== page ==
"I was 97 days old when a one-footed Jewish refugee from Nazi Germany, Edward Teller, the real Dr. Strangelove, more commonly known as "the father of the H-bomb," introduced Planet Earth to this brand-new way to exterminate the human race." —from Bobby in Naziland
In 1975, I briefly worked in the Pentagon as a speechwriter for the secretary of the air force. Gerald Ford was president; the Vietnam War had just ended—the first war the United States had lost since 1812—and though there was a so-called moment of "détente" between the U.S. and the Soviet Union, the Cold War and the arms race were ongoing.
Justifying the need for more money to build more nuclear weapons was the central theme of many of the speeches I wrote. The secretary, John McLucas, would put forth two arguments: You need the right-size weapon for the job at hand. You can't stomp ants with elephants. And, more importantly: Nuclear weapons are not for killing people. They're to deter killing. The more nuclear weapons there are, the more deterrence there is.
This is known as "Mutual Assured Destruction" or MAD, and it's a strategy that's been in effect since the Russians developed their own nuclear weapon, in 1949. In its insane way MAD has (thus far) prevented a nuclear war.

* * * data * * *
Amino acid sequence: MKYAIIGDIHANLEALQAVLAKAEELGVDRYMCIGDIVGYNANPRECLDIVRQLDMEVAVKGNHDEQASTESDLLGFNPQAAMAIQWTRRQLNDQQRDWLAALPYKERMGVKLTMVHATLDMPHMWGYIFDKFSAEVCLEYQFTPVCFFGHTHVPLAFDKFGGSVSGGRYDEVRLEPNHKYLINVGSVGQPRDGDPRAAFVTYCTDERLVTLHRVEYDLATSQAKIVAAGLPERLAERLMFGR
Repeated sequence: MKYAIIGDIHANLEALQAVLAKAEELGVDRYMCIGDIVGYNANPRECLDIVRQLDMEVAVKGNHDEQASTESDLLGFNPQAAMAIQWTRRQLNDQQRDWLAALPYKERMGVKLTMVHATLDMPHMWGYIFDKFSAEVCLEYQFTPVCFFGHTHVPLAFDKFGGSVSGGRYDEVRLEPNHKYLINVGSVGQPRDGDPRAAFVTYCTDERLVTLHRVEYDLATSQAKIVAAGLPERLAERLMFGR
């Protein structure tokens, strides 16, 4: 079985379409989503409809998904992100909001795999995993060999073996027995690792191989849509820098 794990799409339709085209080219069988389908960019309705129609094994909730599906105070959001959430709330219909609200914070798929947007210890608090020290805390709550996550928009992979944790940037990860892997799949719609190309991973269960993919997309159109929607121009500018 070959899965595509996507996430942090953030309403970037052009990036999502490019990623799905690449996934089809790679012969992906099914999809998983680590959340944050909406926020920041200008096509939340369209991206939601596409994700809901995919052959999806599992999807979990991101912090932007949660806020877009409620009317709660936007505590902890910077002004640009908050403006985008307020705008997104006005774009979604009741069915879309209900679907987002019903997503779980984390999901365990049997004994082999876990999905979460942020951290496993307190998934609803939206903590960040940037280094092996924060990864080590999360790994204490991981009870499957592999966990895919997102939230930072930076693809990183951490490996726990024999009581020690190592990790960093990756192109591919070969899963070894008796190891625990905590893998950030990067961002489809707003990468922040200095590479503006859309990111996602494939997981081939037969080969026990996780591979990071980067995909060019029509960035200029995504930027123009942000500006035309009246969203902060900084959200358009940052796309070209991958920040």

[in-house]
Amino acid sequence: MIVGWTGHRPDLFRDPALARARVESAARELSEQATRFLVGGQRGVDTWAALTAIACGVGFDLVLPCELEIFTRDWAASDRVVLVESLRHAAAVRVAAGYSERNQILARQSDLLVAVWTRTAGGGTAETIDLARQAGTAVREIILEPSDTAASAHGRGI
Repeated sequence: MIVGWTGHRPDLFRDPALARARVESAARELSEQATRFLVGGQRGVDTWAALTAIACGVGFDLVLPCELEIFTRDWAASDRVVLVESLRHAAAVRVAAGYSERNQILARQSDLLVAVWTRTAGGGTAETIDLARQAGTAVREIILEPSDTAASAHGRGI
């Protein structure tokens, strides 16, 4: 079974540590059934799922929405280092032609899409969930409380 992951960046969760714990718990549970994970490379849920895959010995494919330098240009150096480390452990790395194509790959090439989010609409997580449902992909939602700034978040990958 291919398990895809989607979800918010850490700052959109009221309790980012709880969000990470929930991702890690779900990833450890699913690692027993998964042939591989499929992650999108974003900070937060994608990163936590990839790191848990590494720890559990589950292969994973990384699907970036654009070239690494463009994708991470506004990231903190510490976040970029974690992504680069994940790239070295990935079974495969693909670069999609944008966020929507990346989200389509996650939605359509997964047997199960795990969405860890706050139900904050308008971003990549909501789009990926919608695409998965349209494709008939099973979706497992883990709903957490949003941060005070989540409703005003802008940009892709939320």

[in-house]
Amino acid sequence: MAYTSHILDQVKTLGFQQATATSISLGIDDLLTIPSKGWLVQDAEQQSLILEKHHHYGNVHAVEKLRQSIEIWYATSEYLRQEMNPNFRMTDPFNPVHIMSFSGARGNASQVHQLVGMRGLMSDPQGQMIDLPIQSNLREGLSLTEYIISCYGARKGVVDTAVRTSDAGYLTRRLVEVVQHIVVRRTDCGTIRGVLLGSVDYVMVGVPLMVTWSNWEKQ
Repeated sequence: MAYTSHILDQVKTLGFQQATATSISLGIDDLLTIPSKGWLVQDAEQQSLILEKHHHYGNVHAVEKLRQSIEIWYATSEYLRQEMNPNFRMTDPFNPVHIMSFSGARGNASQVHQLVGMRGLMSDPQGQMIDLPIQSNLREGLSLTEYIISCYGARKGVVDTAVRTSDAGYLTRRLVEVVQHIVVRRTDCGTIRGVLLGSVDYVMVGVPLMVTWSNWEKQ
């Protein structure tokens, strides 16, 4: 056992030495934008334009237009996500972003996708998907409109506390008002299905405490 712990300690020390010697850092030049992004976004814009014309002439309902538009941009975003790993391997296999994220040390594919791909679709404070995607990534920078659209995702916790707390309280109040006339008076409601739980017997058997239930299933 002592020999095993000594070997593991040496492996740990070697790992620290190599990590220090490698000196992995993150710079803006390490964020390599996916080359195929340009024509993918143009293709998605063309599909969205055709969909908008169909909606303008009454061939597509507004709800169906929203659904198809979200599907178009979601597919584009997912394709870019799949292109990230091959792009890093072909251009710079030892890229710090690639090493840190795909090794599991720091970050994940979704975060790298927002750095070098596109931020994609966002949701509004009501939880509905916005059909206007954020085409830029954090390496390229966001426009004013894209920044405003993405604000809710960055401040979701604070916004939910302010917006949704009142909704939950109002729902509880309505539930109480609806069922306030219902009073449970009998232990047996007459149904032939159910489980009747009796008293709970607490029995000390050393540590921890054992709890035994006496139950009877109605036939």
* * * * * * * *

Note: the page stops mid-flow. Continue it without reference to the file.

The failure of MAD is the plot device at the heart of Dr. Strangelove: a lunatic general orders a nuclear strike. I first saw the film when I was 11 and have seen it about 25 times since then. It left a deep impression, whetting my taste for black humor and instilling in me a fascination with the power of the hydrogen bomb. So I was amazed to find myself, all those years ago, toiling in the Pentagon—the ultimate Strangelovian setting.
I mentioned the Pentagon only in passing in the afterword of Bobby in Naziland. But what I witnessed there was very much on my mind as I examined the threat of nuclear annihilation that hung over my childhood.
While doing research for a chapter called "Speak, Memory," I learned that the first hydrogen bomb was detonated November 1, 1952, when I was 97 days old. I then wondered if it was possible for an adult to retain not an actual memory, but something memory-like from his infancy if an event occurred that "tore asunder the very fabric of reality," as did the hydrogen bomb. I described that memory-like sensation as "a tiny quivering in the recesses" of the brain.
That train of thought resulted in the sentence excerpted at the beginning of this post. It may also partially explain my attraction to dark topics and my tendency to find humor even in a one-footed Jewish refugee from Nazi Germany who developed a brand-new way to exterminate the human race.
Cracks me up every time.